The effects of litigation on symptom expression: a prospective study following mild traumatic brain injury

Med Sci Law. 2001 Apr;41(2):116-21. doi: 10.1177/002580240104100206.


Objective: To prospectively assess the association between litigation and neurobehavioural symptoms following mild Traumatic Brain Injury (TBI).

Design: a prospective study with the inception cohort assessed on average 42.2(17.2) days after injury.

Setting: an outpatient clinic within a large general hospital.

Patients: a consecutive sample of 100 clinic attenders with mild TBI.

Outcome measures: A cognitive screen (Mini-Mental State Examination (MMSE), Galveston Orientation and Amnesia Test (GOAT), a measure of psychological distress (the 28 item General Health Questionnaire (GHQ)) and two head injury outcome measures, the Glasgow Outcome Scale (GOS) and the Rivermead Head Injury Follow-up Questionnaire (RHFUQ).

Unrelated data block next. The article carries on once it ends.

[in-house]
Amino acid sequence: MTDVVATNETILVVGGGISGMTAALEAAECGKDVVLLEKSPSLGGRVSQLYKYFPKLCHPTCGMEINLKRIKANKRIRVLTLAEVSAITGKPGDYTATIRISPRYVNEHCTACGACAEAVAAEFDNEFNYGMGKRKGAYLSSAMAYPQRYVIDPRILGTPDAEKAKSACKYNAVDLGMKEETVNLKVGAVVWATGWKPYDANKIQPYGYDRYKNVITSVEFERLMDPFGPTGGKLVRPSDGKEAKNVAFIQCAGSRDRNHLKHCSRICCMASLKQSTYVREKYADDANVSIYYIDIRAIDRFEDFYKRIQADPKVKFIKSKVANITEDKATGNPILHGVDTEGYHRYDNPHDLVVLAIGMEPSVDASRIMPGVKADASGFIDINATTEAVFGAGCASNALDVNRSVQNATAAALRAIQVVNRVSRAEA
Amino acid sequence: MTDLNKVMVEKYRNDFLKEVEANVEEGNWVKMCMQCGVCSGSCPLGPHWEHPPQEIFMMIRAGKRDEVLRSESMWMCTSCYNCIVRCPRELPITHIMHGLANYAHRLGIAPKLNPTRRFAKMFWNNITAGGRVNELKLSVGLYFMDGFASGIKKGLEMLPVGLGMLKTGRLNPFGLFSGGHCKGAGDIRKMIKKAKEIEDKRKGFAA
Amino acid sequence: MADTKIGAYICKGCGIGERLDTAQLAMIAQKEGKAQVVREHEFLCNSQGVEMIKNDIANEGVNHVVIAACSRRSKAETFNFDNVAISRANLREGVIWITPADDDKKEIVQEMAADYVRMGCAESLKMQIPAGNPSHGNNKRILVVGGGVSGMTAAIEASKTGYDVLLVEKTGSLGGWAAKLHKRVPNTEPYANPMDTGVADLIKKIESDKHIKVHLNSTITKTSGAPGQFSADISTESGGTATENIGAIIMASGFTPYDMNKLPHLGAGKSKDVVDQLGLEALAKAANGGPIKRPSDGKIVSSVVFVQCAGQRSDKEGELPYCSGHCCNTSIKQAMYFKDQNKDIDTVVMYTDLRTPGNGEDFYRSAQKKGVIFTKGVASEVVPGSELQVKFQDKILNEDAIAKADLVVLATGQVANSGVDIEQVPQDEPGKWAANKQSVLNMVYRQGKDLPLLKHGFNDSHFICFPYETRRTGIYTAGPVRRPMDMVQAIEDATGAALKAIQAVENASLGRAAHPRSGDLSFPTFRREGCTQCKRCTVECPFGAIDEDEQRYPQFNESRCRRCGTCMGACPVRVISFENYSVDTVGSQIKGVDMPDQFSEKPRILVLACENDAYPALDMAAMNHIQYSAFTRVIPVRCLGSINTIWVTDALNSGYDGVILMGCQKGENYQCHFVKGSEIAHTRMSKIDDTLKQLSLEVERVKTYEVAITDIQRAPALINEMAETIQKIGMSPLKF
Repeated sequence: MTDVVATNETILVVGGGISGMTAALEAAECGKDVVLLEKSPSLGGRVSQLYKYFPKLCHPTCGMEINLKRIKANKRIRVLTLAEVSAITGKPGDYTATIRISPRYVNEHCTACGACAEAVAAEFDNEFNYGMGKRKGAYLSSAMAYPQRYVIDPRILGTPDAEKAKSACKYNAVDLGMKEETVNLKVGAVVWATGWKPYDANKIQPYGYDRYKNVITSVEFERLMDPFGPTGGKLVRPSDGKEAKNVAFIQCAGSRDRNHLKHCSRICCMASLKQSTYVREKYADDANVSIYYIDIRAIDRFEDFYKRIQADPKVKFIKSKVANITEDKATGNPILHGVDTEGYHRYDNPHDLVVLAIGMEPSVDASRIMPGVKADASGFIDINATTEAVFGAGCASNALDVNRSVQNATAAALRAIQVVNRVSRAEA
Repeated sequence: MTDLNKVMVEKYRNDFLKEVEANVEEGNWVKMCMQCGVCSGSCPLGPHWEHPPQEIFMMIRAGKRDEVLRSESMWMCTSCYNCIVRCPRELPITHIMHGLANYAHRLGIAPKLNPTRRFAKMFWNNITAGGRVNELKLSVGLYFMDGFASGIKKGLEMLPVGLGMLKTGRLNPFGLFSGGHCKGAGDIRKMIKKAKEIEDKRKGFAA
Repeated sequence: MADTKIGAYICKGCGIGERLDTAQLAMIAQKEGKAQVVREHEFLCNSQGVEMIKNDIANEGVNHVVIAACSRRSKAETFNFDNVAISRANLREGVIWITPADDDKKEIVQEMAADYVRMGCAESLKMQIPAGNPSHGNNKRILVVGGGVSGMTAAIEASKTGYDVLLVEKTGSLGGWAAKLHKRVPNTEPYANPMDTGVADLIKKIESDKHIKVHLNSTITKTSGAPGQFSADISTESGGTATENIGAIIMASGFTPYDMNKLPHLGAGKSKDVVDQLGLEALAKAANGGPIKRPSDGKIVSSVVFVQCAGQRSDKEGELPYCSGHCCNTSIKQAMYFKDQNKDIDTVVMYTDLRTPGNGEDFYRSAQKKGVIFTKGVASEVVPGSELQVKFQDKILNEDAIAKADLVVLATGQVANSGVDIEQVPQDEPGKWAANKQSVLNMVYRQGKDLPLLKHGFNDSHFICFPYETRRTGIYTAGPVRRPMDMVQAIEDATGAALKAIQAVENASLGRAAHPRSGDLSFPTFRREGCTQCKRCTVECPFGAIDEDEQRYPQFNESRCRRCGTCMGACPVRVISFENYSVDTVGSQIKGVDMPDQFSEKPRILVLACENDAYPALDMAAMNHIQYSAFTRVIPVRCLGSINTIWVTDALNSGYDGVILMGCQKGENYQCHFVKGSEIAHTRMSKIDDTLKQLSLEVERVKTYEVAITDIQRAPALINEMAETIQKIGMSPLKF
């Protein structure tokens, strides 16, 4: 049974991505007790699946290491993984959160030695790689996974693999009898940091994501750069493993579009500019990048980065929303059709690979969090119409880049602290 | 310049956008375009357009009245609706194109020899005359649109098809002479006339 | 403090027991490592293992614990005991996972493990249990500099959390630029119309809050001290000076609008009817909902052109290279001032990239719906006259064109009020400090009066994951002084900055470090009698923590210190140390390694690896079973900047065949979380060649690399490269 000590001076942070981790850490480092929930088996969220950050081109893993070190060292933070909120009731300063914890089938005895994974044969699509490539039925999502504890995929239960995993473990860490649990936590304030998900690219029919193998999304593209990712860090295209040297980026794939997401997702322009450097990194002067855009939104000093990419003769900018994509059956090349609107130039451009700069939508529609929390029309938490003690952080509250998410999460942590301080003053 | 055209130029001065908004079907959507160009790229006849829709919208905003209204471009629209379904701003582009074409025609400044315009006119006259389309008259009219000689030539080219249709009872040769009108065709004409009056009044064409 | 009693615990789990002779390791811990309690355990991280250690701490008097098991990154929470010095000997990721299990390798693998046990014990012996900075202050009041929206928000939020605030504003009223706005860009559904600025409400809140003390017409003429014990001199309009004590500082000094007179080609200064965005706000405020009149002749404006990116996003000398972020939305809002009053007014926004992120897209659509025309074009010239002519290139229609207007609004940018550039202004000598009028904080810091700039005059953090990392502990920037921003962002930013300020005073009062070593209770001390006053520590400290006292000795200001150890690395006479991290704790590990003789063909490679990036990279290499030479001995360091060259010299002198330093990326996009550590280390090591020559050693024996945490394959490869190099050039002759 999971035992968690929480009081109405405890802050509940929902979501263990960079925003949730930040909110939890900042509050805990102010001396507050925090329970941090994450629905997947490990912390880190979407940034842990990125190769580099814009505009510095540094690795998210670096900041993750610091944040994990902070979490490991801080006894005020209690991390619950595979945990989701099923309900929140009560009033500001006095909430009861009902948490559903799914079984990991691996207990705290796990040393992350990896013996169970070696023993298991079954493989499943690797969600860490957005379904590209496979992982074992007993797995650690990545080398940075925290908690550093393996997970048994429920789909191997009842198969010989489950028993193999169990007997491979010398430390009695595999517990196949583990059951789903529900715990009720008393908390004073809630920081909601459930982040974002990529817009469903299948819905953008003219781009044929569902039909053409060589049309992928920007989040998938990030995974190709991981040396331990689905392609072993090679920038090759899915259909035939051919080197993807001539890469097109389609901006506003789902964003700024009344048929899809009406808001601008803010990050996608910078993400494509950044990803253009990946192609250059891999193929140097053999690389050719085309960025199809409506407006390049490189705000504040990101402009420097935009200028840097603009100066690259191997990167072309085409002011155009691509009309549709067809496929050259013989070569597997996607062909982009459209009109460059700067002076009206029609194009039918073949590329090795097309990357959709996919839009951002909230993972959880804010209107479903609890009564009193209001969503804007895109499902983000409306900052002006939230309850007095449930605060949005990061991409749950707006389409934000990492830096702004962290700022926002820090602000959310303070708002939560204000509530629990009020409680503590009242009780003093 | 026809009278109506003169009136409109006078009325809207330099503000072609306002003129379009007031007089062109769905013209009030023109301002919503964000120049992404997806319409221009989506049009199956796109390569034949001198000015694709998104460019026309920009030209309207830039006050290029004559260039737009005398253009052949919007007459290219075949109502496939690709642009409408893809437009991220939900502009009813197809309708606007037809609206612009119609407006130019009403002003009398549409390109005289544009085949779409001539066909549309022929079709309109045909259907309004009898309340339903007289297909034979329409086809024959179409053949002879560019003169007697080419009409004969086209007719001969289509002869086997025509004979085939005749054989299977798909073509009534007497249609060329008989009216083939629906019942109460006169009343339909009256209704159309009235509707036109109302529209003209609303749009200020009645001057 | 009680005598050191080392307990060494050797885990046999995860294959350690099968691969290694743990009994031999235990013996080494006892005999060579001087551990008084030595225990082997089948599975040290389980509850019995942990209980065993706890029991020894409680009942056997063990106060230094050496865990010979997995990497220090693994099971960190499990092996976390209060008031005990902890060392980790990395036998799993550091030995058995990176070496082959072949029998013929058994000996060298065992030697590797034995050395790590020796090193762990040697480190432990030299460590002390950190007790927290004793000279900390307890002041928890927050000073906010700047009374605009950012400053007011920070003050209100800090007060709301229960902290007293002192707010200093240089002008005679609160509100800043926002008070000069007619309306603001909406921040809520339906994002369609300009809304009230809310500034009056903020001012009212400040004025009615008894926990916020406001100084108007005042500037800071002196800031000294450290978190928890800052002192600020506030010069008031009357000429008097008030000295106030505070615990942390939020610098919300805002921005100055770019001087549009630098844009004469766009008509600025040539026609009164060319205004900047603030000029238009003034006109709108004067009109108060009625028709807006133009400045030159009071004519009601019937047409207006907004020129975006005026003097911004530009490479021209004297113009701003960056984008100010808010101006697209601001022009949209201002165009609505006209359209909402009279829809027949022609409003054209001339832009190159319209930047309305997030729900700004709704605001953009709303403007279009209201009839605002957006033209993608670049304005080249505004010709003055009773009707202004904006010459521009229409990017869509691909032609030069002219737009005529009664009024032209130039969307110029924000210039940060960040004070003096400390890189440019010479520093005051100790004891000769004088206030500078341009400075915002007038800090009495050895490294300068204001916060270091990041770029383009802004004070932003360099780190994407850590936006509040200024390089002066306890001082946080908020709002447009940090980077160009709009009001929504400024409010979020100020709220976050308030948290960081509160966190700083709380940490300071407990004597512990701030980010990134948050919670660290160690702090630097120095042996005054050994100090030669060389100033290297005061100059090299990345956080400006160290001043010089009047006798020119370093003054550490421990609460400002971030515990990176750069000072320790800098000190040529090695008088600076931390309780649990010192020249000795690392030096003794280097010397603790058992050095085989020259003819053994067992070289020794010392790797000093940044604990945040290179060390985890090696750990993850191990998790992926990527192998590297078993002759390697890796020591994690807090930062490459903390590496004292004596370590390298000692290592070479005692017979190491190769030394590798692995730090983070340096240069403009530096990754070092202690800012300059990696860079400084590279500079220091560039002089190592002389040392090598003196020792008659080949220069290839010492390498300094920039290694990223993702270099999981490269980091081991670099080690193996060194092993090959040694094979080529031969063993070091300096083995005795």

Results: Demographic characteristics, TBI severity ratings and premorbid risk factors for poor outcome did not differ between litigants (27.8 per cent of the sample) and non-litigants. However, litigants were significantly more anxious (p<0.0001), depressed (p<0.01), had greater social dysfunction (p<0.0001) and had poorer outcome on the GOS (p<0.002) and RHFUQ (p<0.002). There were no cognitive differences between the groups.

Conclusions: the data demonstrate an association between litigation and increased psychological distress at the outset of the litigation process. While association is not synonymous with causality, the absence of demographic, premorbid and TBI related differences between litigants and non-litigants suggests that the pursuit of compensation may influence the subjective expression of symptoms following mild traumatic brain injury.

Publication types

  • Comparative Study

MeSH terms

  • Adult
  • Brain Injuries / psychology*
  • Female
  • Glasgow Outcome Scale
  • Humans
  • Liability, Legal*
  • Male
  • Mental Disorders / epidemiology*
  • Ontario / epidemiology
  • Prospective Studies
  • Risk Factors